After a short stint at Twitter in its early days, we are now re-joining the 21st century. So, you can also follow as on @LotusHints . Yeay :)

Conference FFWD.PRO 2013

Yesterday, I visited Zagreb for their annual FFWD.PRO conference. Wanting to know more about UX design, the company decided it would be beneficial to me and the company, if I went. So I did and I must say it was probably best conference I have experienced thus far. Sure, organization could be a tad better. Sure, some speakers should be checked for their English language speaking capabilities prior the conference, but all in all, the conference rocked.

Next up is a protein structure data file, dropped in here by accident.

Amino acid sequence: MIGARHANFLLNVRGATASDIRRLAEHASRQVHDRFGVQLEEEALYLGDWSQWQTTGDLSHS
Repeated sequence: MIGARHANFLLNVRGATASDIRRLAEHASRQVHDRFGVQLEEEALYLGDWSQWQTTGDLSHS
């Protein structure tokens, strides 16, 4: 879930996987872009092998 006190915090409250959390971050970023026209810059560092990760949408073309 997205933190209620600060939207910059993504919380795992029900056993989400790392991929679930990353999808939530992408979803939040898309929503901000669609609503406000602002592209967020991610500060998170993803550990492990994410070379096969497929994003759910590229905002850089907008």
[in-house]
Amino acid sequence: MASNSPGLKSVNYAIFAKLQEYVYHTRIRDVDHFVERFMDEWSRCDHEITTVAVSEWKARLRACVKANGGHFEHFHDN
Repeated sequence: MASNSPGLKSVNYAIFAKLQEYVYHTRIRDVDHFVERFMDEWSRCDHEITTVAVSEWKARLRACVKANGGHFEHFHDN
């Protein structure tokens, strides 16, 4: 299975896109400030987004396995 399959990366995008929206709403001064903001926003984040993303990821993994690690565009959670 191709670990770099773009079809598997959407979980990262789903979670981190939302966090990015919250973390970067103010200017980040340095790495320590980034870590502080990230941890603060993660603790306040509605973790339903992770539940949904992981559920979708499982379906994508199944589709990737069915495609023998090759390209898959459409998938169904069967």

I specially liked lectures about sketching and UX design process (kudos to: Eva-Lotta Lamm, Janko Jovanović and Milica Jovanović), but others were great as well. Being a developer and not a designer, I had fears the conference will be too designer oriented. I came back with hell of a lot knowledge of UX process, design psychology and design responsiveness and am now looking at how to implement some process principles at the place I work. Hence, I highly recommend visiting FFWD.PRO next year.